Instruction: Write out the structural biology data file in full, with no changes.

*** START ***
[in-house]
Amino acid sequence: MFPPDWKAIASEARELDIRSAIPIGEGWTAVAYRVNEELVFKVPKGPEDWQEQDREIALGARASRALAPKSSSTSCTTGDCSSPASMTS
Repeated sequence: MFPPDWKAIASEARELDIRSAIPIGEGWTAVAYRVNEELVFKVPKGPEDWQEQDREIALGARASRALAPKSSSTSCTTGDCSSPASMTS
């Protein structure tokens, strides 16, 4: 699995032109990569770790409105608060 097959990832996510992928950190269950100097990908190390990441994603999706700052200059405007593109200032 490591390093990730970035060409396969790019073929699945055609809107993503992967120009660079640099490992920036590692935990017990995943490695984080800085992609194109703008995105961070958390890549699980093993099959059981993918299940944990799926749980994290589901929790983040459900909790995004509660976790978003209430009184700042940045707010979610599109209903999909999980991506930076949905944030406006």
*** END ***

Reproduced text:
[in-house]
Amino acid sequence: MFPPDWKAIASEARELDIRSAIPIGEGWTAVAYRVNEELVFKVPKGPEDWQEQDREIALGARASRALAPKSSSTSCTTGDCSSPASMTS
Repeated sequence: MFPPDWKAIASEARELDIRSAIPIGEGWTAVAYRVNEELVFKVPKGPEDWQEQDREIALGARASRALAPKSSSTSCTTGDCSSPASMTS
């Protein structure tokens, strides 16, 4: 699995032109990569770790409105608060 097959990832996510992928950190269950100097990908190390990441994603999706700052200059405007593109200032 490591390093990730970035060409396969790019073929699945055609809107993503992967120009660079640099490992920036590692935990017990995943490695984080800085992609194109703008995105961070958390890549699980093993099959059981993918299940944990799926749980994290589901929790983040459900909790995004509660976790978003209430009184700042940045707010979610599109209903999909999980991506930076949905944030406006």